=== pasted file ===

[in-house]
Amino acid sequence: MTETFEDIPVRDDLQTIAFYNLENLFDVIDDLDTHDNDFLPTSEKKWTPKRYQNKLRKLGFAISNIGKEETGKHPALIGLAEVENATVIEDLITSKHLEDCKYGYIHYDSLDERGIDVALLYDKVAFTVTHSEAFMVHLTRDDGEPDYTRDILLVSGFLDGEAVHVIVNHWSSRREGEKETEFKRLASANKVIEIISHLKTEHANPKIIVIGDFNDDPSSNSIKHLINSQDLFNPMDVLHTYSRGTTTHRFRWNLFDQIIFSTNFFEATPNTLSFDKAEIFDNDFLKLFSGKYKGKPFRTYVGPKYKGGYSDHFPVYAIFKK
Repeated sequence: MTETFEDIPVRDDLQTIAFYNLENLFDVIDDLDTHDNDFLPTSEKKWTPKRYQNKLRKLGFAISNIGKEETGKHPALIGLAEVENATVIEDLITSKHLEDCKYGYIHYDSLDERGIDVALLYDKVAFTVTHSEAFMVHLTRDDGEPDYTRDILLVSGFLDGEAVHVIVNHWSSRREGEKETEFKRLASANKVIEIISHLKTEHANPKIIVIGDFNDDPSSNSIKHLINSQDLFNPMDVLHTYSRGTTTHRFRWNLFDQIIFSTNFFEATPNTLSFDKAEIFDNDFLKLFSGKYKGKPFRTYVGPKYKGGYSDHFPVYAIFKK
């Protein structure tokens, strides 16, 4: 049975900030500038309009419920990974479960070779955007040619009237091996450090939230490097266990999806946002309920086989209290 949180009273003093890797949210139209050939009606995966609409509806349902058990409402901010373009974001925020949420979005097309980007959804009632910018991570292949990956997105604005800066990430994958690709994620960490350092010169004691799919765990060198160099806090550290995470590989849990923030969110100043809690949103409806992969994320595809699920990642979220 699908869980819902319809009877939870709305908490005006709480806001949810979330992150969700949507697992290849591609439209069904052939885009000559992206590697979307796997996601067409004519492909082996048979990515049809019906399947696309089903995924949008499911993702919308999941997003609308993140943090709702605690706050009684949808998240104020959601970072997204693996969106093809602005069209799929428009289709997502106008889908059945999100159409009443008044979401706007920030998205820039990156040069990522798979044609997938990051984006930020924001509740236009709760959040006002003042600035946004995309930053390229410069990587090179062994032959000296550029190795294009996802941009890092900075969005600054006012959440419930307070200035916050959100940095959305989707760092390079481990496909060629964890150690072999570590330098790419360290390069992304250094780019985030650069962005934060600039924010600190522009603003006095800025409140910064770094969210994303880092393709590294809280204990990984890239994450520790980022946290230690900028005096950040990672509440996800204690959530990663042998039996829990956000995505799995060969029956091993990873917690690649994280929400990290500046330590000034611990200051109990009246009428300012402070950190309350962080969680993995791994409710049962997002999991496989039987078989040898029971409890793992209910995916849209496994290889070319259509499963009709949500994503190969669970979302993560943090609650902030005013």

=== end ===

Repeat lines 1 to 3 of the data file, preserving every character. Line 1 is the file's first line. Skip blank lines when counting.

[in-house]
Amino acid sequence: MTETFEDIPVRDDLQTIAFYNLENLFDVIDDLDTHDNDFLPTSEKKWTPKRYQNKLRKLGFAISNIGKEETGKHPALIGLAEVENATVIEDLITSKHLEDCKYGYIHYDSLDERGIDVALLYDKVAFTVTHSEAFMVHLTRDDGEPDYTRDILLVSGFLDGEAVHVIVNHWSSRREGEKETEFKRLASANKVIEIISHLKTEHANPKIIVIGDFNDDPSSNSIKHLINSQDLFNPMDVLHTYSRGTTTHRFRWNLFDQIIFSTNFFEATPNTLSFDKAEIFDNDFLKLFSGKYKGKPFRTYVGPKYKGGYSDHFPVYAIFKK
Repeated sequence: MTETFEDIPVRDDLQTIAFYNLENLFDVIDDLDTHDNDFLPTSEKKWTPKRYQNKLRKLGFAISNIGKEETGKHPALIGLAEVENATVIEDLITSKHLEDCKYGYIHYDSLDERGIDVALLYDKVAFTVTHSEAFMVHLTRDDGEPDYTRDILLVSGFLDGEAVHVIVNHWSSRREGEKETEFKRLASANKVIEIISHLKTEHANPKIIVIGDFNDDPSSNSIKHLINSQDLFNPMDVLHTYSRGTTTHRFRWNLFDQIIFSTNFFEATPNTLSFDKAEIFDNDFLKLFSGKYKGKPFRTYVGPKYKGGYSDHFPVYAIFKK